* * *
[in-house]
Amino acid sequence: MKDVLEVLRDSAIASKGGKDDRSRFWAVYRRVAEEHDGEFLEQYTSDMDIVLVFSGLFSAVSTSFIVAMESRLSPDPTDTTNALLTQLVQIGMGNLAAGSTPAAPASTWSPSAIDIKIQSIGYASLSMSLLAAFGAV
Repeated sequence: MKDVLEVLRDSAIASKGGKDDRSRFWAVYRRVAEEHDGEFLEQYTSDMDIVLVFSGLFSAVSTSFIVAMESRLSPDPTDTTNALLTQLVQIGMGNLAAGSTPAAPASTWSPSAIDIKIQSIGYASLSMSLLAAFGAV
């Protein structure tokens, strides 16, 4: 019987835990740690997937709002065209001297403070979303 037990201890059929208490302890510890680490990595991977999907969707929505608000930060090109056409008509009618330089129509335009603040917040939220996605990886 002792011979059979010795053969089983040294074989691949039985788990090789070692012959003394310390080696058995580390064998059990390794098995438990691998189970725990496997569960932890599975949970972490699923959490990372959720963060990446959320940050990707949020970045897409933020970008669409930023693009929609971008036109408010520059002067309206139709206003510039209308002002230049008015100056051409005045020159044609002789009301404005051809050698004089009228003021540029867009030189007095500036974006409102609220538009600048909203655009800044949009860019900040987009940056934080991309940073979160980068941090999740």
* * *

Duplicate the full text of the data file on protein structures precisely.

[in-house]
Amino acid sequence: MKDVLEVLRDSAIASKGGKDDRSRFWAVYRRVAEEHDGEFLEQYTSDMDIVLVFSGLFSAVSTSFIVAMESRLSPDPTDTTNALLTQLVQIGMGNLAAGSTPAAPASTWSPSAIDIKIQSIGYASLSMSLLAAFGAV
Repeated sequence: MKDVLEVLRDSAIASKGGKDDRSRFWAVYRRVAEEHDGEFLEQYTSDMDIVLVFSGLFSAVSTSFIVAMESRLSPDPTDTTNALLTQLVQIGMGNLAAGSTPAAPASTWSPSAIDIKIQSIGYASLSMSLLAAFGAV
């Protein structure tokens, strides 16, 4: 019987835990740690997937709002065209001297403070979303 037990201890059929208490302890510890680490990595991977999907969707929505608000930060090109056409008509009618330089129509335009603040917040939220996605990886 002792011979059979010795053969089983040294074989691949039985788990090789070692012959003394310390080696058995580390064998059990390794098995438990691998189970725990496997569960932890599975949970972490699923959490990372959720963060990446959320940050990707949020970045897409933020970008669409930023693009929609971008036109408010520059002067309206139709206003510039209308002002230049008015100056051409005045020159044609002789009301404005051809050698004089009228003021540029867009030189007095500036974006409102609220538009600048909203655009800044949009860019900040987009940056934080991309940073979160980068941090999740």